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Ukrainian servicemen attend a training to use drones in Zaporizhzhia region.

Reuters

Ukraine tries to wreck Russian morale

Ukrainian drones reportedly hit a Russian super bomber at the Soltsy-2 base outside St. Petersburg, which is a significant 400 miles (650 km) from the Ukrainian border. The Soviet-era bomber, used to carry long-range missiles, has been used throughout the war to flatten Ukrainian cities.

While this lone attack is unlikely to alter Russia’s air capabilities, it is a boon for Kyiv for a few reasons.

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A damaged office building following a reported Ukrainian drone attack in Moscow.

REUTERS/Evgenia Novozhenina

More drone strikes on Moscow

Early Tuesday, a drone struck a Moscow skyscraper that houses Russian government ministries. It was the second drone attack on that building in just 48 hours. Ukraine’s government has not yet acknowledged responsibility, but its military is suspected for obvious reasons.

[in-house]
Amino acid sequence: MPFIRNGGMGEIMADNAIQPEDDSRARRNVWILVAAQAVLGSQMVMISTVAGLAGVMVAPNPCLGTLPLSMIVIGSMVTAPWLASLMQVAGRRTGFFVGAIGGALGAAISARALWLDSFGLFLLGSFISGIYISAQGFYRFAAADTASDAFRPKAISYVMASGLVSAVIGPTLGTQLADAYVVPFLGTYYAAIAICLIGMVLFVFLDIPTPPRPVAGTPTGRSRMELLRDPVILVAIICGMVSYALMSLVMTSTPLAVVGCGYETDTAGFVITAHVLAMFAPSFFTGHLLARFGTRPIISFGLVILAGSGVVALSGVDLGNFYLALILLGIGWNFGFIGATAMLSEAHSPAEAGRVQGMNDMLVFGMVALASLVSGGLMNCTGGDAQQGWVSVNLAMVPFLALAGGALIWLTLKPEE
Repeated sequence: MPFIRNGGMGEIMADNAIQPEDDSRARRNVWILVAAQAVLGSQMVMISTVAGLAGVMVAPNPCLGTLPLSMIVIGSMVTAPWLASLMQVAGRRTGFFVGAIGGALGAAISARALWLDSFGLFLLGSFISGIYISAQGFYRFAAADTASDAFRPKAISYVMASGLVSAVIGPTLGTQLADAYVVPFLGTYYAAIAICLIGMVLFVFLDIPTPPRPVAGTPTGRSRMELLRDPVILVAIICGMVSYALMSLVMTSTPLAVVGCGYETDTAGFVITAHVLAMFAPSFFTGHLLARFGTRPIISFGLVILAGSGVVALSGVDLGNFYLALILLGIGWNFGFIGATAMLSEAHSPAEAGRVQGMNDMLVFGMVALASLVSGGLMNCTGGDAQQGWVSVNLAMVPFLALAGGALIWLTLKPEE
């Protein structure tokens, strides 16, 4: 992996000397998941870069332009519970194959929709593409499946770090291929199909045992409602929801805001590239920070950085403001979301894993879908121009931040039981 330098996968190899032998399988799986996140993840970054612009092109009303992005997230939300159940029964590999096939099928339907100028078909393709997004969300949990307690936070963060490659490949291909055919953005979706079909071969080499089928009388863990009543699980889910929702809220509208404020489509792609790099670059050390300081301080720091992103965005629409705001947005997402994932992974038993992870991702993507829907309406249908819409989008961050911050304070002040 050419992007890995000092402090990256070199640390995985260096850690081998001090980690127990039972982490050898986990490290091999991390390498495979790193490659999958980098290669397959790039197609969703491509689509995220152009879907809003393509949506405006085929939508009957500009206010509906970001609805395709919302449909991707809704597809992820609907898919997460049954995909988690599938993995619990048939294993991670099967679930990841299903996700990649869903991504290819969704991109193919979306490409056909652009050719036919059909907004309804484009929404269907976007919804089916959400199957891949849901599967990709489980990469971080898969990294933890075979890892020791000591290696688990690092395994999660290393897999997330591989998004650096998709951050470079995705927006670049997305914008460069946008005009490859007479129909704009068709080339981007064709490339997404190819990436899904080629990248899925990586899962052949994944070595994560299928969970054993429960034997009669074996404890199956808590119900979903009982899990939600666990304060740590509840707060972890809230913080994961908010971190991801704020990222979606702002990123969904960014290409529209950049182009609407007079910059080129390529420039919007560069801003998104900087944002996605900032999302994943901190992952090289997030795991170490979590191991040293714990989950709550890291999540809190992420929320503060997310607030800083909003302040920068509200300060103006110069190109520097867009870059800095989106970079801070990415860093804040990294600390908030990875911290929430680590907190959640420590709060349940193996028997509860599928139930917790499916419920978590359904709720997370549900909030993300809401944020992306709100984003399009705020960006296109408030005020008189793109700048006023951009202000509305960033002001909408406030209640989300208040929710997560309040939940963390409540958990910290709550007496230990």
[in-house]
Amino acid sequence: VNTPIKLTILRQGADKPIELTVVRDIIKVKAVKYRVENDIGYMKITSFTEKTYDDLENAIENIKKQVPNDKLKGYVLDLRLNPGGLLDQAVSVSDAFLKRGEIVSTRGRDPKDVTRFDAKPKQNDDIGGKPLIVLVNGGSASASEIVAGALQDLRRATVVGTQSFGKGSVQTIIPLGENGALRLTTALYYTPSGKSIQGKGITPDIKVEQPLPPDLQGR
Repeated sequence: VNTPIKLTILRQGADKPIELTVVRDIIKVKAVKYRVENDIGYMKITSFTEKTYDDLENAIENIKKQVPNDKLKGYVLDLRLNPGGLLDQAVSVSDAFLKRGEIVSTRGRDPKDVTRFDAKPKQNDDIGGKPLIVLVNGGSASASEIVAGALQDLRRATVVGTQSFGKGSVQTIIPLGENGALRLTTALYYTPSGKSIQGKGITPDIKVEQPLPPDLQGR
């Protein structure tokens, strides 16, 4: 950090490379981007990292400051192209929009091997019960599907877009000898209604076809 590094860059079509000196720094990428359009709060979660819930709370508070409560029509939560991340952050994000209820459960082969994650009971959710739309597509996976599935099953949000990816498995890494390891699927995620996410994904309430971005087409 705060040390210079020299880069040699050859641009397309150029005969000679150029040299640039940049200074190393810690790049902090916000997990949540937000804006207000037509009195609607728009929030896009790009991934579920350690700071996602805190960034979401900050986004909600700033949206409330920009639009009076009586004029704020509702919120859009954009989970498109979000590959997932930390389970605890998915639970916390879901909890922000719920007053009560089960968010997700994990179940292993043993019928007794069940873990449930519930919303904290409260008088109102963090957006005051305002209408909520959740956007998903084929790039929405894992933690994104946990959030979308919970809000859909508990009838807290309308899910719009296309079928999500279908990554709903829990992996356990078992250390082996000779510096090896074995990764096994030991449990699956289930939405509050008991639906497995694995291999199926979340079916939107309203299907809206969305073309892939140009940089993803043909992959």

Though Ukraine has no way of matching the intensity and destructive power of Russian attacks on Ukrainian cities, there are several reasons why these drone strikes matter.

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A sign prohibiting drones flying over Red Square is on display near the State Historical Museum and the Kremlin wall in central Moscow, Russia.

REUTERS/Evgenia Novozhenina

Are Ukrainian fighters hidden inside Russia?

According to a CNN report on Monday, unnamed US officials say Ukraine has assembled a network of trained agents inside Russia and is providing them with drones and other weapons to carry out attacks on various Russian targets. These officials say the saboteurs have links to Ukrainian intelligence services, and that President Volodymyr Zelensky has established guidelines for what they can and can’t do, though he doesn’t personally sign off on every operation.

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